Oxford Endovascular Make Brain Aneurysm Treatment Safer And More Effective

Oxford Endovascular Make Brain Aneurysm Treatment Safer And More Effective

It is estimated that about one in 50 people develop brain aneurysms each year, a weakened point in a blood vessel where the pulsing blood causes the wall of the vessel to balloon. If left untreated it can burst or rapture, causing intense pain and life threatening bleeding in the brain, resulting in serious brain damage or death. In fact, a third of people who develop brain aneurysms die, and over half of survivors will have disabilities. Existing treatment options of un-ruptured aneurysms have limitations, posing serious risk of bleeding or loss of blood flow to the brain. As a result, the risks may often outweigh the potential benefits of the therapies.

The Oxford-based startup Oxford Endovascular is developing a novel flow-diverter, called Oxiflow, an advanced tiny metallic mesh tube device for the minimally invasive treatment of brain aneurysms at risk of rupture. The device was designed by James Byrne, a Professor of Interventional Neuroradiology at the John Radcliffe Hospital and Zhong You, a Professor of Engineering at the University of Oxford.

The device is laser-cut from Nitinol, a Nickel Titanium alloy, and has shape memory. It can be posted into a catheter during surgery and inserted into the brain where it then opens up into a tiny mesh tube that fits into the natural shape of the blood vessel. This help divert the blood away from the aneurysm, allowing it to heal. The unique design allows it to be placed more accurately and safely than existing products, conforming to various blood vessel shapes and reducing the risk of complications.

Oxford Endovascular Make Brain Aneurysm Treatment Safer And More Effective
With important medical advances, treatment for brain aneurysms is more promising than it was several years ago. There are more effective and less invasive treatment options for patients, who for a long time have been told they have inoperable aneurysms. Flow diverters have gained popularity and have by many hospitals become the first-line treatment for all un-ruptured aneurysms. Despite their increasing popularity, current flow diverters have drawbacks and still many patients cannot be treated with current technologies.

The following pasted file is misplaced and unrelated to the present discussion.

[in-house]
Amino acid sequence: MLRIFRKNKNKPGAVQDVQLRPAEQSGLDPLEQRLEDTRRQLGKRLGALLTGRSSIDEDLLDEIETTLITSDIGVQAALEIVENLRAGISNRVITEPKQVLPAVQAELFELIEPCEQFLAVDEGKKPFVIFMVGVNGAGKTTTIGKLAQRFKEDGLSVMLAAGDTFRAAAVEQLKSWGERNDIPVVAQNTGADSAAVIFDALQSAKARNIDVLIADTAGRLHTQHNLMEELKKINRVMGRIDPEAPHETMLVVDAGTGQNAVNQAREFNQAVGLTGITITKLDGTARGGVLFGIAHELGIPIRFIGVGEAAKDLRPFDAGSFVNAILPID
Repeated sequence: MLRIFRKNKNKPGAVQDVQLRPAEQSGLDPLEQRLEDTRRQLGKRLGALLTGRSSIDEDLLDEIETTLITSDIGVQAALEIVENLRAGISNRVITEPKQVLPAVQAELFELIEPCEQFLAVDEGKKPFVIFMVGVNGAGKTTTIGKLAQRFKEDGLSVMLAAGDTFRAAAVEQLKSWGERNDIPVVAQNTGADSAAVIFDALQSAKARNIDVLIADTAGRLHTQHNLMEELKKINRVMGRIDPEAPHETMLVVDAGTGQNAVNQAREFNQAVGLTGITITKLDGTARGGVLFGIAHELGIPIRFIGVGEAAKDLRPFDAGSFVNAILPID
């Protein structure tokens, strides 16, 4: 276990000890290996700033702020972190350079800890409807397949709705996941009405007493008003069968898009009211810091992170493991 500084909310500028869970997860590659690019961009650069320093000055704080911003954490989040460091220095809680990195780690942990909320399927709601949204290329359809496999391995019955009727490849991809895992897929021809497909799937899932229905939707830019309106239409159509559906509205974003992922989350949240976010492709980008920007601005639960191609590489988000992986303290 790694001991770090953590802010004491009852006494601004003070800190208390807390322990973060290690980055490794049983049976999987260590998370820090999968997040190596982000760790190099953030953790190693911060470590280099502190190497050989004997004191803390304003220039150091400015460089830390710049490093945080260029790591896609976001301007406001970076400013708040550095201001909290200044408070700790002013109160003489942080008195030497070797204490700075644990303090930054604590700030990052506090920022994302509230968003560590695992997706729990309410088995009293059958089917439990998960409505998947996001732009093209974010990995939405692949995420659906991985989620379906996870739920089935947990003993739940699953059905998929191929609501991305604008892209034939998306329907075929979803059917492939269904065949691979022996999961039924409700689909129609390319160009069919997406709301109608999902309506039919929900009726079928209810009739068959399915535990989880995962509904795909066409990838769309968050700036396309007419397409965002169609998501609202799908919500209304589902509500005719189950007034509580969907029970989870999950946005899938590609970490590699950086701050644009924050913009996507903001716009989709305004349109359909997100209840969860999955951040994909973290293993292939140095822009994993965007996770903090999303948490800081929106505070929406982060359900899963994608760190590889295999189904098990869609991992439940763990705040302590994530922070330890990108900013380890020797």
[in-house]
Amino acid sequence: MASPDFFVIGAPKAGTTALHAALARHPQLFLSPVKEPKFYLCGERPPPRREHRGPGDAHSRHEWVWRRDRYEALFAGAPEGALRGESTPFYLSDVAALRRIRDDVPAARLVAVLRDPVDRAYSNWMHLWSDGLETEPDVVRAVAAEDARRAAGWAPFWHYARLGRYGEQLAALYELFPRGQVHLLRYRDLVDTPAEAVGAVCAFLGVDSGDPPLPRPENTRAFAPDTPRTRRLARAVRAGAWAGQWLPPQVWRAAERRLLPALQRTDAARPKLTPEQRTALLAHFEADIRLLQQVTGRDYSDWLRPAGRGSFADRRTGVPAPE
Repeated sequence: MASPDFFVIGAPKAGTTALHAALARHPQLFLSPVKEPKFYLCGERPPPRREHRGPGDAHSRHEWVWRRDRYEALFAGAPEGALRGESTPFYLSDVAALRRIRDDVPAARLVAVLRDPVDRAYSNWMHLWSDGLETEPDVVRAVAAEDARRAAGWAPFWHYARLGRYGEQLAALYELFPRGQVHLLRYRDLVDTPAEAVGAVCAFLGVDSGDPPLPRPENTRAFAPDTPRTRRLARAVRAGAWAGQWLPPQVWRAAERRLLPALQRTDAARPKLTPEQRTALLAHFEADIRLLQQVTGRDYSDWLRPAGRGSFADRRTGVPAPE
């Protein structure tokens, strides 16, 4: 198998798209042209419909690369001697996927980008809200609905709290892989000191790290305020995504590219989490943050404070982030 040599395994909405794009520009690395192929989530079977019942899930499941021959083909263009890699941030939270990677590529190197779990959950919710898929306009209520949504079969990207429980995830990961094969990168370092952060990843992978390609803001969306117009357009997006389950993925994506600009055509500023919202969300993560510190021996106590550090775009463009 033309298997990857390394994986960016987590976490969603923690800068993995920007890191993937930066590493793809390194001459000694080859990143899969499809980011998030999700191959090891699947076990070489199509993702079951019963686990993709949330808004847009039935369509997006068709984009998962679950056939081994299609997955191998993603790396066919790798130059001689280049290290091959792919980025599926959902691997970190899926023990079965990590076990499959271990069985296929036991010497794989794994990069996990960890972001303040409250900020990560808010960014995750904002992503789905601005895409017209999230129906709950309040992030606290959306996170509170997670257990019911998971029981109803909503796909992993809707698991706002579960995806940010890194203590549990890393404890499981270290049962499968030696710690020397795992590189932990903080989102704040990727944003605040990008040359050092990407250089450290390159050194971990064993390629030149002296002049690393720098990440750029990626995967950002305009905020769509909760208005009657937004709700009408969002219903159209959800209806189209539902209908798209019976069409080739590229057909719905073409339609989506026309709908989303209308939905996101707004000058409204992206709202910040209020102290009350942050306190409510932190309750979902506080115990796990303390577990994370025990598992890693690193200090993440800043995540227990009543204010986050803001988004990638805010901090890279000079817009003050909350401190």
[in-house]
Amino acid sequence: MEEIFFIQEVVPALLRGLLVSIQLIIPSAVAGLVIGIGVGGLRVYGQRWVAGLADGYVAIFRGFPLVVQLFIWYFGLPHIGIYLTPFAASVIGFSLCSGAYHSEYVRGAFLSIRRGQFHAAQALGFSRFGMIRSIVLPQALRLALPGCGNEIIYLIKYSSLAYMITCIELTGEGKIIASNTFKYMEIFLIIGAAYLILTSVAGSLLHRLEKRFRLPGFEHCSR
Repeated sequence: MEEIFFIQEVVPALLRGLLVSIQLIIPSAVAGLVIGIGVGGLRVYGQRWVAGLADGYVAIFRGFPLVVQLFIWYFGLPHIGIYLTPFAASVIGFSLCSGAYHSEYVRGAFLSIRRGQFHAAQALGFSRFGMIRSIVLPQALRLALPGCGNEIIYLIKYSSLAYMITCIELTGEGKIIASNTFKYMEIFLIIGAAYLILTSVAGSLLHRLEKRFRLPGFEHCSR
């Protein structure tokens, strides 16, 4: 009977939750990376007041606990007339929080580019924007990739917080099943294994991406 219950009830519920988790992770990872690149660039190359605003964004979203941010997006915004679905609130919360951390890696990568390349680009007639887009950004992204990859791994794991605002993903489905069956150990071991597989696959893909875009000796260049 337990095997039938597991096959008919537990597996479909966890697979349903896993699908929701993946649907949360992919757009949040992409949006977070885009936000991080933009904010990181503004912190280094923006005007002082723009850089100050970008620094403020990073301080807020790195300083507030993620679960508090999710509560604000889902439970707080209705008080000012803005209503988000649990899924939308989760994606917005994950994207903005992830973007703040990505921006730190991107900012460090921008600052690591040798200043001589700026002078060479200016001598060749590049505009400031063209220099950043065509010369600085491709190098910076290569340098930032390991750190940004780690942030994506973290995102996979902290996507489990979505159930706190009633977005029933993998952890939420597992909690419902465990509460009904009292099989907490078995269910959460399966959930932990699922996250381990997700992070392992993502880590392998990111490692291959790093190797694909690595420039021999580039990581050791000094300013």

Based on market feedback, Oxford Endovascular has developed the next generation flow diverters. Their device could dramatically improve patient outcomes and increase access to care, and the startup aim to treat blood vessels deeper in the brain that is not accessible with existing devices. Physicians are able to place the device more accurately and in a wider range of patients, ensuring treatment is both safer and more effective. This could have a major impact on thousands of patients around the world diagnosed with a brain aneurysm, preventing ruptures, as well as associated disability and death. A safer and more effective treatment option could not only significantly reduce associated costs, but eliminate the fear and uncertainty patients live with every day. It could end the constant wondering whether this will be the day their aneurysm ruptures, improving quality of life.

Oxford Endovascular was launched in December 2015 and is a spin-out from University of Oxford. The device was developed with support from the Wellcome Trust, Technikos and the University of Oxford, and the startup announced in 2016 they had raised £2 million from Oxford Sciences Innovation PLC, Parkwalk Advisors and other private investors. They have won BioTrinity’s 2017 ‘Perfect Pitch’ competition, ‘Best Pitch’ at BIO-Europe Spring StartUp Slam, and 'Best Medtech Startup' at the 2017 OBN Awards, and is expected to begin human clinical trial in 2018.